The UN of the twenty-first century requires greater flexibility and adaptability; revamped recruitment mechanisms; and new thinking around the sustainability and interoperability of different funding streams and the expertise and capacities they support. The peacekeeping budget and how it is funded has led to a longstanding divide between countries providing the bulk of personnel and those providing the bulk of finances.
Over the past five years, peacekeeping has seen a significant contraction, with multiple missions drawing down operations. This trend appears to indicate a diminished interest in and role for large-scale operations, with international consensus leaning towards smaller, less intrusive, civilian special political missions (SPMs) or more robust, scaled-up responses by the UN’s development and humanitarian arms, as well as regional and sub-regional responses.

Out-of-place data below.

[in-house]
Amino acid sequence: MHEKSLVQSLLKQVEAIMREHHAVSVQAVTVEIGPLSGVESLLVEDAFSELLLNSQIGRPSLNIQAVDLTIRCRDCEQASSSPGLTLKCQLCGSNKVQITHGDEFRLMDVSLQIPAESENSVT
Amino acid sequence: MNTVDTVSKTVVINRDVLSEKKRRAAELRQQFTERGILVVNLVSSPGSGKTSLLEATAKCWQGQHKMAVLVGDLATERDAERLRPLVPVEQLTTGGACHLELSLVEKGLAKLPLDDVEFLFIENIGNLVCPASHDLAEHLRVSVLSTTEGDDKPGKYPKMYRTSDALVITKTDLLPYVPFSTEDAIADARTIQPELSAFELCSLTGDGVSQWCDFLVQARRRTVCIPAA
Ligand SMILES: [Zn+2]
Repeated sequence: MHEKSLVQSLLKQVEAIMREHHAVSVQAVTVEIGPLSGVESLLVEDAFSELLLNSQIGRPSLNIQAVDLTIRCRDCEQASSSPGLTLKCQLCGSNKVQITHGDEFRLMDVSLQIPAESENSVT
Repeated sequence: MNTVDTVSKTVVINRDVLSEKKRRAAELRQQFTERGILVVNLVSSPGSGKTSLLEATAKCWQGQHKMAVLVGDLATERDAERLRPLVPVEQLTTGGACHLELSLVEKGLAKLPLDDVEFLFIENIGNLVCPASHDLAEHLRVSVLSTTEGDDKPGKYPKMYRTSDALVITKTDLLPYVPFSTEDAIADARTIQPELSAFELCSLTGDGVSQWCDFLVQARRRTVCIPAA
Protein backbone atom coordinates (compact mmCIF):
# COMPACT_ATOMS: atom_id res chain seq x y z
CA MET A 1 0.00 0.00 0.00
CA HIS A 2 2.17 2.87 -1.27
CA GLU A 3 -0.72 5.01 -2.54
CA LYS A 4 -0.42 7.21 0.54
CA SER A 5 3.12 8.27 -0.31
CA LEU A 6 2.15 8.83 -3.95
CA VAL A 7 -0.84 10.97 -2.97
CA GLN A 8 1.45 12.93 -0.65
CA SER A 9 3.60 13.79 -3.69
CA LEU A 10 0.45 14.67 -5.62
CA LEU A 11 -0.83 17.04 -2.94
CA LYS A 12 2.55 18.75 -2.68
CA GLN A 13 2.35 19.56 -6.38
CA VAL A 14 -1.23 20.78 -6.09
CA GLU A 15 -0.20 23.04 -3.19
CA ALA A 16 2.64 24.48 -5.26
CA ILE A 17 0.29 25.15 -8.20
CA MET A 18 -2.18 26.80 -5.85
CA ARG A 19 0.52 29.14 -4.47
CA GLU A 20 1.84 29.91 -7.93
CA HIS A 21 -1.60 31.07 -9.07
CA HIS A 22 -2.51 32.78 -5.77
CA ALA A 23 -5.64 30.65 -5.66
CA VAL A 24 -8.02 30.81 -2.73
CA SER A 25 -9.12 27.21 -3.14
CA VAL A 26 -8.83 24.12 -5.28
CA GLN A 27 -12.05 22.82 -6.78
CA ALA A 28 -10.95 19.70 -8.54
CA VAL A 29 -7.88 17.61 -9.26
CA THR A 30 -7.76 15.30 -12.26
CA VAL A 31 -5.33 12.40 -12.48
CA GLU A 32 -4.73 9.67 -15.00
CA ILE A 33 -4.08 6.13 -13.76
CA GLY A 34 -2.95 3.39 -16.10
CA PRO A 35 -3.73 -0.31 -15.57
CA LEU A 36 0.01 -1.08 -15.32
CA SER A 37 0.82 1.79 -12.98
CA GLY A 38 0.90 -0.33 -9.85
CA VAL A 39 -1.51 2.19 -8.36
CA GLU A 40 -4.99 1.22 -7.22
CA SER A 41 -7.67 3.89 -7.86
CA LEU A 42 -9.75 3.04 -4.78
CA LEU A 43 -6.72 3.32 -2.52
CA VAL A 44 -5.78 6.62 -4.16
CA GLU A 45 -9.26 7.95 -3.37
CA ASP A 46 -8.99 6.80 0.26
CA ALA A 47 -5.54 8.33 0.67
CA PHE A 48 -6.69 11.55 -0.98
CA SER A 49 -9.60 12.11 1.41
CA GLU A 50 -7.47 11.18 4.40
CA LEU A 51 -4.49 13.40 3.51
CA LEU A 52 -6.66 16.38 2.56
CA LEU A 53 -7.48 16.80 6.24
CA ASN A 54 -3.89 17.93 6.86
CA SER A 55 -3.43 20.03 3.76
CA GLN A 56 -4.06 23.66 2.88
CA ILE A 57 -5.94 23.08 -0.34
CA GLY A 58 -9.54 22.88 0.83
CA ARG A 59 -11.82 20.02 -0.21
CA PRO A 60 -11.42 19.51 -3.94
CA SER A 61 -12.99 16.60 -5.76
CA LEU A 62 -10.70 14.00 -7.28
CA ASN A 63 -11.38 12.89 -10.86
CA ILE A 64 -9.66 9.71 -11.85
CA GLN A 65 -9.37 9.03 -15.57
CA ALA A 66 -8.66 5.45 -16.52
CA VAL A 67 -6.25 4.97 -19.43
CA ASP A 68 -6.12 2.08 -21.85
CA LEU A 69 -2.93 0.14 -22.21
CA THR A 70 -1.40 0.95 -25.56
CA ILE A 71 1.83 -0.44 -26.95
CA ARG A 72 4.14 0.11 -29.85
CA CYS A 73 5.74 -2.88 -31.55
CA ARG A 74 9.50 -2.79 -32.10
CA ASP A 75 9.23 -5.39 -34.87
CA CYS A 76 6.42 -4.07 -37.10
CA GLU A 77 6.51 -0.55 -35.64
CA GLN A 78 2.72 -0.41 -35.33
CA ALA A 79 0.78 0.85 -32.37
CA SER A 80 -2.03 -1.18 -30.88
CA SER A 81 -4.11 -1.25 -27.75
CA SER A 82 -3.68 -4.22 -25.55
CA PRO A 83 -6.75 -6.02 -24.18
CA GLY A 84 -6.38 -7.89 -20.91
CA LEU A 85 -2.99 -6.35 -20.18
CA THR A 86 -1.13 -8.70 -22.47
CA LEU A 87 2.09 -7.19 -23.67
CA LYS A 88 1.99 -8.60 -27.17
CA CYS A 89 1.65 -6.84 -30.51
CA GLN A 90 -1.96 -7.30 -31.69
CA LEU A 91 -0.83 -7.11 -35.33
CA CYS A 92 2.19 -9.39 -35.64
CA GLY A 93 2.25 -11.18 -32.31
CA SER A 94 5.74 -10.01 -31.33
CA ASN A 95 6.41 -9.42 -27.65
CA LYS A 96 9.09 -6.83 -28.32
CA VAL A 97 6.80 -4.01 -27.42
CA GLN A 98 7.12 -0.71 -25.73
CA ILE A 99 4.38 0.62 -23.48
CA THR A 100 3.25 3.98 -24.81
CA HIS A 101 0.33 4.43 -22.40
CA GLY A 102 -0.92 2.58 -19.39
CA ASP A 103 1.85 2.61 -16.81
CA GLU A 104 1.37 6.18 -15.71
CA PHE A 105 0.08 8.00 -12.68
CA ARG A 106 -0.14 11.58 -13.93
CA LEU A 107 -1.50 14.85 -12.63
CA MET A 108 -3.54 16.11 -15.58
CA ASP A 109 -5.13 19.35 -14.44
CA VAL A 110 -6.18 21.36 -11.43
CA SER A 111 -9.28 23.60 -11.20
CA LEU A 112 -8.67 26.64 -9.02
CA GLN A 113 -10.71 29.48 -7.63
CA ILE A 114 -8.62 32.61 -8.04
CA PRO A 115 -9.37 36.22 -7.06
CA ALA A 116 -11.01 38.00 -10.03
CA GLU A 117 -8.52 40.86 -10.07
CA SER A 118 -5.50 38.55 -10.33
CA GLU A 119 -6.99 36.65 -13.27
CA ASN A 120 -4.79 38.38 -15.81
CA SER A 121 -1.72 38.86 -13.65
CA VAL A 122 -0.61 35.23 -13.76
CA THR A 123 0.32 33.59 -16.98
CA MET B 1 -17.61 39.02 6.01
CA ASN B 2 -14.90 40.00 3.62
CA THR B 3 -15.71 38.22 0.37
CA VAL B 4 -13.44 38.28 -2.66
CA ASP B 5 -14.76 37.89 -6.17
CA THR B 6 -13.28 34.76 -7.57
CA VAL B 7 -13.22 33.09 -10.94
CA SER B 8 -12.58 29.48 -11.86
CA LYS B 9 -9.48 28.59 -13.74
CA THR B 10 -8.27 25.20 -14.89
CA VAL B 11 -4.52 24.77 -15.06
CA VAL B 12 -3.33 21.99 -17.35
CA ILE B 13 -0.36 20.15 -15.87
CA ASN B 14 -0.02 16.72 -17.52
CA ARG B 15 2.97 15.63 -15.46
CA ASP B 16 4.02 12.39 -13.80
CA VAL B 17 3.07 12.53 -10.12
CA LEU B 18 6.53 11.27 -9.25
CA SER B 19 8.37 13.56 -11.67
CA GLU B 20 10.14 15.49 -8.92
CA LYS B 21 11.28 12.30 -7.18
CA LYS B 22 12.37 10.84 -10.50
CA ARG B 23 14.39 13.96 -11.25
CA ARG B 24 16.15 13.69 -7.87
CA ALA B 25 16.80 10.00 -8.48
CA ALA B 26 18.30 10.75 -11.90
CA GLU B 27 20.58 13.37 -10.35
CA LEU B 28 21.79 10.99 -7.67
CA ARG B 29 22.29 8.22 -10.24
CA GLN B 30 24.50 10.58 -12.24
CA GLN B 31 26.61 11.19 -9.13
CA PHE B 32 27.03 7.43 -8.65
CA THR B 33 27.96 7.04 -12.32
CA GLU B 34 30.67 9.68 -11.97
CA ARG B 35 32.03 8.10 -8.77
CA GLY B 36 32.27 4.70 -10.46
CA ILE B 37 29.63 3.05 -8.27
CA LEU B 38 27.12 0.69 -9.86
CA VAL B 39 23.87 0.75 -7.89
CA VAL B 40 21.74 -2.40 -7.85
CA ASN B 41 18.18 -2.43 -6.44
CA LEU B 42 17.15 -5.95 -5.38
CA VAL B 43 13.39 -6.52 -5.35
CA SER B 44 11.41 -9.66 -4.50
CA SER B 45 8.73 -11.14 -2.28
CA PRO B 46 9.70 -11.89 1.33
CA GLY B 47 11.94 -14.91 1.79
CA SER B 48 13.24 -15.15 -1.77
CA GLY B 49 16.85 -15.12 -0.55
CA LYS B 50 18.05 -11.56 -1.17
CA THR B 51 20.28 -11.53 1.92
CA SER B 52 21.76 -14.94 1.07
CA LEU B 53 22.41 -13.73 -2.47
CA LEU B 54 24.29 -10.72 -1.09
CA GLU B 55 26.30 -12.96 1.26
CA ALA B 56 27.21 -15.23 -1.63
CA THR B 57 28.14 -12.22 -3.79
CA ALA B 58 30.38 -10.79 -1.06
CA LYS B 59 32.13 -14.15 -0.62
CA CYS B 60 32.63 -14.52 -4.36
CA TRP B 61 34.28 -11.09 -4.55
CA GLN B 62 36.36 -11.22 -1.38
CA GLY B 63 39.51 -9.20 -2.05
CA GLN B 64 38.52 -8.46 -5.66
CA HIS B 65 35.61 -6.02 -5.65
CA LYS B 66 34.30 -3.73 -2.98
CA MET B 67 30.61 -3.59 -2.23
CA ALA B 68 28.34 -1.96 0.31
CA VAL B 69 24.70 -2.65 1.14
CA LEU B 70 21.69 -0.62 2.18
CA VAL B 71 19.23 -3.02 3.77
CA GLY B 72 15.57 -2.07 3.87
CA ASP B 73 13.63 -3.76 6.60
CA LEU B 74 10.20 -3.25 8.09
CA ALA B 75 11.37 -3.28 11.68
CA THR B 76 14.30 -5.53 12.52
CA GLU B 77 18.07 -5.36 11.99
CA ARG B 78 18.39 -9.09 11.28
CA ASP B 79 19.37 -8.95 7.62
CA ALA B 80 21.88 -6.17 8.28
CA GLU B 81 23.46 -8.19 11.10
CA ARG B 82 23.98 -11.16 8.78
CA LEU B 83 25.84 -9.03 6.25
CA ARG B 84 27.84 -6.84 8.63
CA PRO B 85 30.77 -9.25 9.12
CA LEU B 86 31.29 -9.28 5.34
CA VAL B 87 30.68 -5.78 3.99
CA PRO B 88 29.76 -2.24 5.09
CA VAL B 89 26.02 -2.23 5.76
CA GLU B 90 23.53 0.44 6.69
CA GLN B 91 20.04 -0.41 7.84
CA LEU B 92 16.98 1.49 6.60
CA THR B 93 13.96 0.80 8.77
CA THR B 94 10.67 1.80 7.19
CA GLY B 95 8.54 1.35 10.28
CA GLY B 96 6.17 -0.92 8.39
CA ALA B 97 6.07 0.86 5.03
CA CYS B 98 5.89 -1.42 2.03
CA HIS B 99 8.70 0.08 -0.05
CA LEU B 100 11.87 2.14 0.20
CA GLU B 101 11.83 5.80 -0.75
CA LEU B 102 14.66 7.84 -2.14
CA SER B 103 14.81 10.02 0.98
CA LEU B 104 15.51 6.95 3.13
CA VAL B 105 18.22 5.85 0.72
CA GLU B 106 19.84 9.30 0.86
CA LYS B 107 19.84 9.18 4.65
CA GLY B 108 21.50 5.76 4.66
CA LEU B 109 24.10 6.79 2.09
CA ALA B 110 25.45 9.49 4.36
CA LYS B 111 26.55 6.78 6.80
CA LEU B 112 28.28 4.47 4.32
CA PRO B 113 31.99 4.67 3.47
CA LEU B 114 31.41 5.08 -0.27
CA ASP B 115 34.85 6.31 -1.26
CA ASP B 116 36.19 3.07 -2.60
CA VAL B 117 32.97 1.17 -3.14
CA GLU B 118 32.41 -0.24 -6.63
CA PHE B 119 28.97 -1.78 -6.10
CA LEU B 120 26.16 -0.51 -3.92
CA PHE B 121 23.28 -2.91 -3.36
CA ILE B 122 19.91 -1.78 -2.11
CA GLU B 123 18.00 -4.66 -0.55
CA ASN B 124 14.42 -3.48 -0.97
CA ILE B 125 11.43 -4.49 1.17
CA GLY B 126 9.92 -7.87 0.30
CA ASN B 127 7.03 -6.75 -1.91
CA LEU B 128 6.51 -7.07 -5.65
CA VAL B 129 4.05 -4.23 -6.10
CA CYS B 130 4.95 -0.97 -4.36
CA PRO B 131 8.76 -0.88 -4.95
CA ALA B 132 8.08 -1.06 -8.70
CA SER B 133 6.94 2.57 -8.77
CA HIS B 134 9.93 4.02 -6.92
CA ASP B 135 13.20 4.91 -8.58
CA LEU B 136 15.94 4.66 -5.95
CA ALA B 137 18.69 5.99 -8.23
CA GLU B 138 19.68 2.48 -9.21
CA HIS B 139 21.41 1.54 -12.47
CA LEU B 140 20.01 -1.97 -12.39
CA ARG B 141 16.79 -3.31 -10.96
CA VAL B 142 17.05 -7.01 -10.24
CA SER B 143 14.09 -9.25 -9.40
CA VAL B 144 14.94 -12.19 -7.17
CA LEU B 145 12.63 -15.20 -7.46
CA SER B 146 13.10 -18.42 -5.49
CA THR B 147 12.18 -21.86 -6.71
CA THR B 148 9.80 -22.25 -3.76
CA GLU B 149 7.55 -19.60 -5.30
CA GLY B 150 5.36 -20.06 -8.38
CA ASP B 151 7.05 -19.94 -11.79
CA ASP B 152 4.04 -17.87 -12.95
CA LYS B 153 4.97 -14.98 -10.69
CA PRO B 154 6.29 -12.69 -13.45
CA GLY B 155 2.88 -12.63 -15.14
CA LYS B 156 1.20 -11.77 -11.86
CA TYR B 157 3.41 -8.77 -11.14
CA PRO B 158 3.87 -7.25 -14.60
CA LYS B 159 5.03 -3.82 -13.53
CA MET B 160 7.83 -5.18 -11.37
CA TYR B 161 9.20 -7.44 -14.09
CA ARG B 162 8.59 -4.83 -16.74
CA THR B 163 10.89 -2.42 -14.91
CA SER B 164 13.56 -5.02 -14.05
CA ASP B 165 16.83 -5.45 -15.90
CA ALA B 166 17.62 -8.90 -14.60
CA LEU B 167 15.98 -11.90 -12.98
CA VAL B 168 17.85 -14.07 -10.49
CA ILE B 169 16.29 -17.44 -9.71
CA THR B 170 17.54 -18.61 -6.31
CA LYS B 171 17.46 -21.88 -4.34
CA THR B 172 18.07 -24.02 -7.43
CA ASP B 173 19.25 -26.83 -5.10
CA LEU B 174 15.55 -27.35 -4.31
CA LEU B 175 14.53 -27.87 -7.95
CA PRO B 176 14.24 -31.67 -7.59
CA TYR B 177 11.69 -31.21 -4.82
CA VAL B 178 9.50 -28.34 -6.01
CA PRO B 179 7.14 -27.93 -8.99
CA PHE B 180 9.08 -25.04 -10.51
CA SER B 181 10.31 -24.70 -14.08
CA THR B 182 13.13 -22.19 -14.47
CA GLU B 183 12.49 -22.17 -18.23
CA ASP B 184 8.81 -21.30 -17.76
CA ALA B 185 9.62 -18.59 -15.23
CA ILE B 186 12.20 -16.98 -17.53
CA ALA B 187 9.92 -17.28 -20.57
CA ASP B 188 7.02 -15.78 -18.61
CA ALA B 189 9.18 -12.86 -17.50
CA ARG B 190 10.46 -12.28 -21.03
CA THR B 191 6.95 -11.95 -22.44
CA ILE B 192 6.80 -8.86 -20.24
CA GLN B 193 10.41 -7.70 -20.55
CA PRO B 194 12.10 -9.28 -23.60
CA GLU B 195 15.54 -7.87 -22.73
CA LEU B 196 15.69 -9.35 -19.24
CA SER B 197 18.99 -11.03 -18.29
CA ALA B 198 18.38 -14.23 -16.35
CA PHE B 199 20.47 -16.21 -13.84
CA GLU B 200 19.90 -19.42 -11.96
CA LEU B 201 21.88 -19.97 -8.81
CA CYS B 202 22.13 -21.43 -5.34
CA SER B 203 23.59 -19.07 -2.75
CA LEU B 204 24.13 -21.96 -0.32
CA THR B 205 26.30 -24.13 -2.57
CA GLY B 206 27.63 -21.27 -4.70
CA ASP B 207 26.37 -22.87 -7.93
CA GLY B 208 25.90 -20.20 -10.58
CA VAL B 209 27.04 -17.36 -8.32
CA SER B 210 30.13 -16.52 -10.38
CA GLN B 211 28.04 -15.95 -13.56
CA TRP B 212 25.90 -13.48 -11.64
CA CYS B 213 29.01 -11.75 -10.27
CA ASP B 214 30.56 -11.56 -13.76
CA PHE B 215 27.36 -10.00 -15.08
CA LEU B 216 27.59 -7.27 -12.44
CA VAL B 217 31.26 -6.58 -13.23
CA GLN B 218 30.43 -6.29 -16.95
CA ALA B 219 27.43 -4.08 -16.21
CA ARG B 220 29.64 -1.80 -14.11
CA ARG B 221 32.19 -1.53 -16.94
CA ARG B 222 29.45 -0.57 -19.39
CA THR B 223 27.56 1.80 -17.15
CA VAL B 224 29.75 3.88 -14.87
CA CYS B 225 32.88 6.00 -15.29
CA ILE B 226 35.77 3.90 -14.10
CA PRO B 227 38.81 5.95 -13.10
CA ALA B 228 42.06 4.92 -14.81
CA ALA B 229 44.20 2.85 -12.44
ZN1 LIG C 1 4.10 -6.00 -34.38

As multidimensional UN peacekeeping missions draw down, SPMs and UN country teams find themselves on the frontline. Several existing mechanisms could be expanded to strengthen engagement and fragmentation. Moreover, a new initiative is required to identify emerging capacity needs and staffing and expertise gaps. Only then can it be ensured that the right expertise is being deployed where and when it is needed.